Reflect on a world where controlling the brightness and heat entering our homes and offices is as simple as pressing a button. This is the promise of dynamic windows, an exciting realm where technology meets daily living. Dynamic windows based on reversible metal electrodeposition are emerging as a promising solution due to their color neutrality, cost-effectiveness, and dynamic range. These windows operate by electrochemically depositing metal ions onto a transparent surface, thereby adjusting light transmission. This process, when precisely controlled, can transform windows from transparent to opaque, offering privacy and energy efficiency in one seamless package.

The University of Colorado Boulder team, led by Professor Michael McGehee, has now taken this technology a step further. In their study published in Cell Reports Physical Science, they explored pulsed electrodeposition, a method that marks a significant departure from the conventional direct current (DC) electrodeposition. The traditional approach, while effective, often results in uneven film surfaces, hindering the windows’ ability to rapidly switch between states.

“Pulsing allows us to create smoother films. This is critical as it not only enhances the speed at which windows transition to a privacy state but also significantly increases the life span of these windows,” explained Professor McGehee, emphasizing a key breakthrough.

The study shows that pulsing, though initially slower in tinting compared to DC plating, achieves a near-total opaque state more quickly. This improvement is credited to the reduced growth of dendrites, common issues in metal electrodeposition, leading to smoother and more uniform films.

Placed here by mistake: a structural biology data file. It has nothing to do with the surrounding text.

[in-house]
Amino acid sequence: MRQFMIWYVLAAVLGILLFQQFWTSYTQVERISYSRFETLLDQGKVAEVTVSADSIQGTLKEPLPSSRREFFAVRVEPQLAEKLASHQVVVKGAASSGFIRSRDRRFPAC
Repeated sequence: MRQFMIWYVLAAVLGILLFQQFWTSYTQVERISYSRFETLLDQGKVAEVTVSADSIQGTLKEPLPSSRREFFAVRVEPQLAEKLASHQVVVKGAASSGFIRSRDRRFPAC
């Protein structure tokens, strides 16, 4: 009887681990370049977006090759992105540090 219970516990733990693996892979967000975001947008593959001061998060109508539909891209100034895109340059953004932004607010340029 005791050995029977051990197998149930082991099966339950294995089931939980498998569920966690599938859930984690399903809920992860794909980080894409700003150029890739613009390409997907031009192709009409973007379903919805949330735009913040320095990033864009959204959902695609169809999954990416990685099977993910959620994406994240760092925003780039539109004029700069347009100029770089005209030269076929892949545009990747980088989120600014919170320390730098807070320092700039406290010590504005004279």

Another notable advancement is the durability of these dynamic windows. Using a pulsed voltage cycling method, the research demonstrated that the windows retain their optical qualities consistently even after thousands of use cycles, representing a considerable advancement over previous iterations. The pulsing technique considerably mitigates dendrite growth on the metal mesh counter electrode, a crucial aspect in prolonging the window’s life.

“Our findings represent a significant step forward in dynamic window technology,” noted Professor McGehee. “We not only achieve quicker transitions between tinting and clearing but also ensure a prolonged lifespan for these windows, making them more viable and cost-effective for broad application.”

In summary, the pulsed electrodeposition method marks a major milestone in the field of dynamic window technology. By guaranteeing faster transitions, smoother film morphology, and extended durability, this method promises to boost the energy efficiency of buildings while providing an enhanced user experience and aesthetic appeal.

Journal Reference:

Andrew L. Yeang, Ziliang Li, et al., “Pulsed electrodeposition for dynamic windows based on reversible metal electrodeposition,” Cell Reports Physical Science, November 2023. DOI: